You can download Bon Jovi songs on iTunes, but don't expect the band to be too happy about it.
Rocker Jon Bon Jovi, whose band soared to prominence with its 1986 album Slippery When Wet, reminisced in the Sunday Times Magazine about his days as a kid in New Jersey, falling in love with music -- and ripped Apple CEO Steve Jobs for taking that opportunity away from a new generation of listeners.
"Kids today have missed the whole experience of putting the headphones on, turning it up to 10, holding the jacket, closing their eyes and getting lost in an album; and the beauty of taking your allowance money and making a decision based on the jacket, not knowing what the record sounded like, and looking at a couple of still pictures and imagining it," he said (via MSN), thinking back to his record buying days. Then came the less fanciful: the blame.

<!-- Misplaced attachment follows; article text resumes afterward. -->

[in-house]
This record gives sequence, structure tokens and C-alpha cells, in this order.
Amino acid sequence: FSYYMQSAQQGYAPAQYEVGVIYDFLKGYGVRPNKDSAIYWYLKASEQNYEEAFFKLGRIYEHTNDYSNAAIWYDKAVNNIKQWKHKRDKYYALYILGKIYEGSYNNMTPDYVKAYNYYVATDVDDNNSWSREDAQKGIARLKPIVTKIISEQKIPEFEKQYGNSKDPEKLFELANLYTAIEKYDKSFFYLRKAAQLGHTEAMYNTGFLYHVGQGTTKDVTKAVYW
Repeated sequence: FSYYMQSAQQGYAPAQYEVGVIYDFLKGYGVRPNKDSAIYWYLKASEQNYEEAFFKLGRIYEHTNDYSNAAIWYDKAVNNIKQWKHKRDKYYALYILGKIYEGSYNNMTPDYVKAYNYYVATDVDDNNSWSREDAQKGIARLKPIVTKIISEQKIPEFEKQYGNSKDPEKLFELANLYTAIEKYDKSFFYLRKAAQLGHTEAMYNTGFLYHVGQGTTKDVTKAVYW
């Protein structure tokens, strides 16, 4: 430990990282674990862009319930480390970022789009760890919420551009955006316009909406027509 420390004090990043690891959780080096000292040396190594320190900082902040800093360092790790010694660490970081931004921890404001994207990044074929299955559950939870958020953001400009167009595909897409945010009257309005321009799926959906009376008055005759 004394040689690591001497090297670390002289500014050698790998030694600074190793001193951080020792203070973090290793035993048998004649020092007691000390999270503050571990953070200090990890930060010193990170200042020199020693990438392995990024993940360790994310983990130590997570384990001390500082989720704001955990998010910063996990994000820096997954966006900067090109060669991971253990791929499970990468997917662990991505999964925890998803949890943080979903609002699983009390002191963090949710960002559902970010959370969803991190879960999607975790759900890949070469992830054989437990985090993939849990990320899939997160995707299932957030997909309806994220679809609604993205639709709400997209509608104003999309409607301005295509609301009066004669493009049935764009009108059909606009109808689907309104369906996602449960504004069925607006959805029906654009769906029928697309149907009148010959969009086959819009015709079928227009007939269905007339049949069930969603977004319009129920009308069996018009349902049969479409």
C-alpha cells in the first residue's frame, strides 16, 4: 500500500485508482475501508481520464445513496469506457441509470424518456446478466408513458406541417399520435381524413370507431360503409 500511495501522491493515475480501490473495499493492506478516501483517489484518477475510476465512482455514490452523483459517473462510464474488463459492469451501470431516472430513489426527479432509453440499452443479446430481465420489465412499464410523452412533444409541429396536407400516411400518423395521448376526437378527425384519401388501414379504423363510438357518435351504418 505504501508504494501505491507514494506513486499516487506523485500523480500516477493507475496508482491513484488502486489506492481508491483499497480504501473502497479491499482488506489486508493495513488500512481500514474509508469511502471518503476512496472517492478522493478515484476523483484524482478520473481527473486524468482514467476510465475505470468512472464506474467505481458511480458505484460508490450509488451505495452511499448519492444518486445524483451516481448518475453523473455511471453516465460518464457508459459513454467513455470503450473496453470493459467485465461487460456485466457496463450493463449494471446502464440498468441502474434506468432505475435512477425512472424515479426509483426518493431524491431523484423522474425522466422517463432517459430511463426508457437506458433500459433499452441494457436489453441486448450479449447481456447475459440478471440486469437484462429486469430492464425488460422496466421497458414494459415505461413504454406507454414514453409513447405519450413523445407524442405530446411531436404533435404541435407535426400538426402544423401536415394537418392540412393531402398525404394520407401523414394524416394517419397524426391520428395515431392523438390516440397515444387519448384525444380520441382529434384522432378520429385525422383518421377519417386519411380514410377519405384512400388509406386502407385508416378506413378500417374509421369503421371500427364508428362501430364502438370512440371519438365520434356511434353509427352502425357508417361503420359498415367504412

"God, it was a magical, magical time. I hate to sound like an old man now, but I am, and you mark my words, in a generation from now people are going to say: 'What happened?' Steve Jobs is personally responsible for killing the music business."
Interestingly, his criticism isn't about illegal downloading or any skewed road to success; instead, Bon Jovi is complaining about the actual experience of listening to music, which he thinks has been downgraded by iTunes downloads and iPods.
Apple's iTunes Store has become the number one music vendor in the country; on February 24th, it sold its 10 billionth song download. Of course, most downloads come in single song form, not a full album, and album art work certainly is less prominent. For his part, the rocker's band has released special editions of albums with bonus songs on the service (such as 2009's The Circle), though that may be in order to keep up with the times, not so much a celebration of online downloading.